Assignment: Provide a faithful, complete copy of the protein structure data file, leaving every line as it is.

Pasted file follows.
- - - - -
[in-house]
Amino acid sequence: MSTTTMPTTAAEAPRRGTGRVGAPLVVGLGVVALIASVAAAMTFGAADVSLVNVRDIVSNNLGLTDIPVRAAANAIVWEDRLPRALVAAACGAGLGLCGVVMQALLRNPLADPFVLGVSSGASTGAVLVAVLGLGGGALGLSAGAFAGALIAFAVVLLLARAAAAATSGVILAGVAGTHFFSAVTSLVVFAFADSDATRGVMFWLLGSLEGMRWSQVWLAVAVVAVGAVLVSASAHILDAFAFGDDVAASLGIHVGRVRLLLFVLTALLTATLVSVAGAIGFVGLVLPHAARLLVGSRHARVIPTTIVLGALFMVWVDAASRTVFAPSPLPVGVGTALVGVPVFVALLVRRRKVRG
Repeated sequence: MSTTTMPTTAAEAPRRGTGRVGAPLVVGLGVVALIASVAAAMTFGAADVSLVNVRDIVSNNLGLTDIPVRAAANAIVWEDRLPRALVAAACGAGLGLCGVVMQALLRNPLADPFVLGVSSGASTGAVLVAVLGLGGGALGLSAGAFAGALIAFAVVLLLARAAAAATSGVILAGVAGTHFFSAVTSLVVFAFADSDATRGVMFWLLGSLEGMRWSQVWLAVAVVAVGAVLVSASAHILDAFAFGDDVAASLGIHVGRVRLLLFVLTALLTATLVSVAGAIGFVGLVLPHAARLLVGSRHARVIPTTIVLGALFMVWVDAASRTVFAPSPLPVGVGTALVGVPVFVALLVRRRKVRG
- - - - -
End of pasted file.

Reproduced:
[in-house]
Amino acid sequence: MSTTTMPTTAAEAPRRGTGRVGAPLVVGLGVVALIASVAAAMTFGAADVSLVNVRDIVSNNLGLTDIPVRAAANAIVWEDRLPRALVAAACGAGLGLCGVVMQALLRNPLADPFVLGVSSGASTGAVLVAVLGLGGGALGLSAGAFAGALIAFAVVLLLARAAAAATSGVILAGVAGTHFFSAVTSLVVFAFADSDATRGVMFWLLGSLEGMRWSQVWLAVAVVAVGAVLVSASAHILDAFAFGDDVAASLGIHVGRVRLLLFVLTALLTATLVSVAGAIGFVGLVLPHAARLLVGSRHARVIPTTIVLGALFMVWVDAASRTVFAPSPLPVGVGTALVGVPVFVALLVRRRKVRG
Repeated sequence: MSTTTMPTTAAEAPRRGTGRVGAPLVVGLGVVALIASVAAAMTFGAADVSLVNVRDIVSNNLGLTDIPVRAAANAIVWEDRLPRALVAAACGAGLGLCGVVMQALLRNPLADPFVLGVSSGASTGAVLVAVLGLGGGALGLSAGAFAGALIAFAVVLLLARAAAAATSGVILAGVAGTHFFSAVTSLVVFAFADSDATRGVMFWLLGSLEGMRWSQVWLAVAVVAVGAVLVSASAHILDAFAFGDDVAASLGIHVGRVRLLLFVLTALLTATLVSVAGAIGFVGLVLPHAARLLVGSRHARVIPTTIVLGALFMVWVDAASRTVFAPSPLPVGVGTALVGVPVFVALLVRRRKVRG